Liability coverage will not pay for property damage and medical bills for the other driver if you are not at fault.
How much does liability insurance cost?
According to the most recent insurance cost report issued by the National Association of Insurance Commissioners (NAIC), the average liability car insurance premium in the U.S. in 2017 was $611.12. This number can vary widely by state. For example, in North Dakota, the average liability premium was $303.66. In Florida, the liability premium average was $964.28.
The cost of car insurance is not the same for every driver, even within the same state. Details such as your vehicle, age, marital status and driving record will impact your rates. Other factors that affect car insurance premiums include your credit score, coverage limits and chosen deductible.
Do you need liability car insurance?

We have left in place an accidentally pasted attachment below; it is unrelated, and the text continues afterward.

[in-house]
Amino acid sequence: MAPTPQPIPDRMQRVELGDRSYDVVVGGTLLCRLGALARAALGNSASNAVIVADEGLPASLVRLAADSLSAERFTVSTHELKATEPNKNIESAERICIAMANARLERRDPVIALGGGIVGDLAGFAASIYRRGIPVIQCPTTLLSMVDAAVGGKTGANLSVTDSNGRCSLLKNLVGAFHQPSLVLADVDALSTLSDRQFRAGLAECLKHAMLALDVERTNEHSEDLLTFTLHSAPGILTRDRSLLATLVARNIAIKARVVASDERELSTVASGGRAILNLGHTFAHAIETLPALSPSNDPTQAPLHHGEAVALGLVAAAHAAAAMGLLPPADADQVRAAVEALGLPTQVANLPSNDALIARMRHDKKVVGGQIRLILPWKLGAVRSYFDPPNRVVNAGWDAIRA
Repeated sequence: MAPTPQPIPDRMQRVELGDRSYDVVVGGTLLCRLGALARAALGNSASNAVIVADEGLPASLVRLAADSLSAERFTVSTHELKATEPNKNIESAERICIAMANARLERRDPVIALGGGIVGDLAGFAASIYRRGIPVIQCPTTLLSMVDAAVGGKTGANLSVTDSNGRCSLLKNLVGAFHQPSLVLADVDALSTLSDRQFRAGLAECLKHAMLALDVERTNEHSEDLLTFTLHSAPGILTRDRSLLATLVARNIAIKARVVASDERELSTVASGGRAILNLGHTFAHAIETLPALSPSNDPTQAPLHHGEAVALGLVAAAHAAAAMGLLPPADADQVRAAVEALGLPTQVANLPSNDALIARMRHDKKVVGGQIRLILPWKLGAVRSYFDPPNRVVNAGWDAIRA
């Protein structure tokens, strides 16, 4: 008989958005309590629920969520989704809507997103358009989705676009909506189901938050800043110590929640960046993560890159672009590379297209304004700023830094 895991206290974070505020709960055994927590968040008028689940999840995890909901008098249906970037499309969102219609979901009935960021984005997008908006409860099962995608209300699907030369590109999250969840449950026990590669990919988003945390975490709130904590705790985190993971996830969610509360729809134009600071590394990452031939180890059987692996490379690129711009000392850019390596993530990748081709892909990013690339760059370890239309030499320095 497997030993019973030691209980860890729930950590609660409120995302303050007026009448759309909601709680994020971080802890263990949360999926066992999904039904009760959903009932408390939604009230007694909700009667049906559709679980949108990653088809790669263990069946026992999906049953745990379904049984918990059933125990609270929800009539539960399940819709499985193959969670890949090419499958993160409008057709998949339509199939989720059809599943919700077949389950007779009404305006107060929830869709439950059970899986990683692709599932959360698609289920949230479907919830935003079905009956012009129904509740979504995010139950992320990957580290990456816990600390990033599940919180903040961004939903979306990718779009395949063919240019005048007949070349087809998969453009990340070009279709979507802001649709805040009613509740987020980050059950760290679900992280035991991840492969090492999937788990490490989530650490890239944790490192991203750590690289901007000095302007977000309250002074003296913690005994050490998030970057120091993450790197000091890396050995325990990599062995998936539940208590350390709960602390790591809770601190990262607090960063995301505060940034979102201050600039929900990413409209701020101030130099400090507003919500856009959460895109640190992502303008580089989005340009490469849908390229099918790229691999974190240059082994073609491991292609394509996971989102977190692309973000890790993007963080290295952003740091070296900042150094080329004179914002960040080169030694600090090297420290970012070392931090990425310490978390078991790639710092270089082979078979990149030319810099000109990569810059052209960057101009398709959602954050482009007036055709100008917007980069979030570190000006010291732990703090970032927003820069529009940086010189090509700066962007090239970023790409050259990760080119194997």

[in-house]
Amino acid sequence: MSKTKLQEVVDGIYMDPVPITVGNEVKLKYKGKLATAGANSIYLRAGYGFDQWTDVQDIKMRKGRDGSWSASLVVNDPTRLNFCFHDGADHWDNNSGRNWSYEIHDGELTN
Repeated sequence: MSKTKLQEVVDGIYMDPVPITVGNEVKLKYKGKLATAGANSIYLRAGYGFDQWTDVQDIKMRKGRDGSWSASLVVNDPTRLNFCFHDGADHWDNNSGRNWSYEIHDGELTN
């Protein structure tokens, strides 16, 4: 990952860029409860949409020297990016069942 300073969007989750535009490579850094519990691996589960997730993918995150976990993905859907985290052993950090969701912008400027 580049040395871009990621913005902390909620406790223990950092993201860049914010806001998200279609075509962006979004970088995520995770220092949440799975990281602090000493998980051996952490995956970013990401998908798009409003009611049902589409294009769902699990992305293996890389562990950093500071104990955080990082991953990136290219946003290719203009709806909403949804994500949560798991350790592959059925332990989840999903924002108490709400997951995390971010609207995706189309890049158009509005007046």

Liability car insurance coverage is required in most states. The only exceptions are New Hampshire and Virginia, where you are allowed to forgo insurance (for a fee) if you can prove you have enough money to pay other parties’ repairs out of pocket if you cause an accident. This is called proving financial responsibility. Unless you have substantial savings, this is not recommended.
The chart below shows the minimum liability limits by state, according to the Insurance Information Institute.
|State||Minimum Liability Limits|
|Florida||$10,000 PD only|
In some cases, it may be advisable to purchase more than the state minimum amount of coverage for insurance. Keep in mind that if your liability car insurance policy does not cover the full amount of damages, you can be sued in civil court to make up the difference.